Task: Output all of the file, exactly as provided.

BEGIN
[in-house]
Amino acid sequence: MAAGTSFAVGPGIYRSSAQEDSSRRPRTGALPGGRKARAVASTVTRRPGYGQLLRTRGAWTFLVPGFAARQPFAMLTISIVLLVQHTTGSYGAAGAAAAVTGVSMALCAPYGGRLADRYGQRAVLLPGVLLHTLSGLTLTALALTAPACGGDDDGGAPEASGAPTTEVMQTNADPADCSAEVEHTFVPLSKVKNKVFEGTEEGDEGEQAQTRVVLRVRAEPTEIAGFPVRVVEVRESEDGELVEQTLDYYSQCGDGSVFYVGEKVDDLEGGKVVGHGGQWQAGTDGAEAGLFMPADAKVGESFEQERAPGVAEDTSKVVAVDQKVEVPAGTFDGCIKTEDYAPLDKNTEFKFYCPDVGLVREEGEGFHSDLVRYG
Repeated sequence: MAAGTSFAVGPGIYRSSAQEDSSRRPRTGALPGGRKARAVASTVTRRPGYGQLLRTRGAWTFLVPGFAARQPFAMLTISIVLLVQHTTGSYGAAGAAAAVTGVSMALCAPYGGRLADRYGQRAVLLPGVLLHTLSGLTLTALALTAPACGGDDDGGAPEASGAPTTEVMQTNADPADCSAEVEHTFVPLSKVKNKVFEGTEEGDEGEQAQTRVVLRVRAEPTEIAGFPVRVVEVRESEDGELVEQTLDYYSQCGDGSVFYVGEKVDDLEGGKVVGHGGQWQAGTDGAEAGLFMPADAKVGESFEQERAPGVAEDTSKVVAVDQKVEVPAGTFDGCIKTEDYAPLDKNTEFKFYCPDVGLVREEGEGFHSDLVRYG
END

[in-house]
Amino acid sequence: MAAGTSFAVGPGIYRSSAQEDSSRRPRTGALPGGRKARAVASTVTRRPGYGQLLRTRGAWTFLVPGFAARQPFAMLTISIVLLVQHTTGSYGAAGAAAAVTGVSMALCAPYGGRLADRYGQRAVLLPGVLLHTLSGLTLTALALTAPACGGDDDGGAPEASGAPTTEVMQTNADPADCSAEVEHTFVPLSKVKNKVFEGTEEGDEGEQAQTRVVLRVRAEPTEIAGFPVRVVEVRESEDGELVEQTLDYYSQCGDGSVFYVGEKVDDLEGGKVVGHGGQWQAGTDGAEAGLFMPADAKVGESFEQERAPGVAEDTSKVVAVDQKVEVPAGTFDGCIKTEDYAPLDKNTEFKFYCPDVGLVREEGEGFHSDLVRYG
Repeated sequence: MAAGTSFAVGPGIYRSSAQEDSSRRPRTGALPGGRKARAVASTVTRRPGYGQLLRTRGAWTFLVPGFAARQPFAMLTISIVLLVQHTTGSYGAAGAAAAVTGVSMALCAPYGGRLADRYGQRAVLLPGVLLHTLSGLTLTALALTAPACGGDDDGGAPEASGAPTTEVMQTNADPADCSAEVEHTFVPLSKVKNKVFEGTEEGDEGEQAQTRVVLRVRAEPTEIAGFPVRVVEVRESEDGELVEQTLDYYSQCGDGSVFYVGEKVDDLEGGKVVGHGGQWQAGTDGAEAGLFMPADAKVGESFEQERAPGVAEDTSKVVAVDQKVEVPAGTFDGCIKTEDYAPLDKNTEFKFYCPDVGLVREEGEGFHSDLVRYG